The success of shows like "Transparent" tells us that audiences want our stories to represent "real" life — it just doesn't have to be our lives. Anyone who isn't a straight white man is already accustomed to having their identity under-represented on screen. But in the latest iteration of television's golden age, it's the patriarchy that is being marginalized. And those who have traditionally benefited from it don't seem to see this as a problem.
Sure, there's an emotional reward for recognizing ourselves in appealing characters, but it can be just as satisfying for a viewer to have his open-mindedness and inclusiveness affirmed. It's exciting and self-legitimizing to participate in a cultural moment that's banishing the damaging stereotypes pop culture created and enforced, with our help. We don't just love shows like "Transparent" and "Broad City" and "Orange is the New Black": We love loving them.
Today, pop culture is making it easier and more socially rewarding than ever before to be a feminist. Unlike "Sex & the City," and to a lesser extent, "Girls," the recent crop of female-driven shows aren't positioning their male viewers in opposition to the goals of the protagonists. When they are, they do so in a way that includes the enlightened male viewer in the commentary. This feels less like an effect of a conscious political agenda than a natural byproduct of smarter writing, with deeper and more nuanced character development, that's been behind the rebranding of television in general from a shallow guilty pleasure to a significant cultural product.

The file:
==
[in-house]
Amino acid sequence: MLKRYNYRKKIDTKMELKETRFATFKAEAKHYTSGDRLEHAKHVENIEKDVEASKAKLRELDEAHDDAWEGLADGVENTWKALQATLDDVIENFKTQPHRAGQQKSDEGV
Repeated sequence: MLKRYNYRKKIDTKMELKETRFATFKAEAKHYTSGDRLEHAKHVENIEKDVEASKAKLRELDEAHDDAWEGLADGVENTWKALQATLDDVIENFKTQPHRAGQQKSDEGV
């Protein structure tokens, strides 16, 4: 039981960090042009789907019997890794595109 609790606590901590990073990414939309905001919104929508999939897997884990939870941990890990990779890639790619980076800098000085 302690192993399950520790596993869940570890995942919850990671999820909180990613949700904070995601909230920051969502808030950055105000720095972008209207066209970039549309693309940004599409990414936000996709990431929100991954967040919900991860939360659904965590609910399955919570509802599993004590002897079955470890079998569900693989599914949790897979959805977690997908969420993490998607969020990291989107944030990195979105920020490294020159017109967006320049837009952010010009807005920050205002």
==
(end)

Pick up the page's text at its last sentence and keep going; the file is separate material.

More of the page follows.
Many of the more successful female-centric shows also make it easier for men to enjoy them by presenting thoughtful portrayals of men, in a way that "Entourage" never bothered to do for women (and for that matter, "Sex and The City," a frequent target of "Broad City's" subversive humor, didn't seem too concerned about). "Broad City" reads as a buddy comedy more than it does a feminist commentary, but it nonetheless slyly sends up the cultural tropes that have previously kept female-driven shows from trafficking in affirmative promiscuity, bathroom humor, and faithful avoidance of long-term romantic attachments. The most significant male character, Hannibal Buress' Lincoln, is an astonishingly decent dude: laid-back, successful, supportive, and open-minded and without a shred of antagonism.
On "Crazy Ex-Girlfriend," Rebecca (Rachel Bloom) is absolutely her own worst enemy — not a victim of any particularly "bad" guy — and she's permitted to have a real and serious struggle with depression and anxiety and self-loathing in a way that we've usually seen reserved for male protagonists. On "UnREAL," Lifetime's biting satire of reality competition shows like "The Bachelor," no one treats the women competing worse than the female producers, and the bachelor himself turns out to be an unlikely moral compass who resists the exploitation and manipulation of the women jockeying for his attention. These shows, like "Transparent," might be primarily concerned with the interior lives of progressive women, but they don't cast men as obstacles or enemies.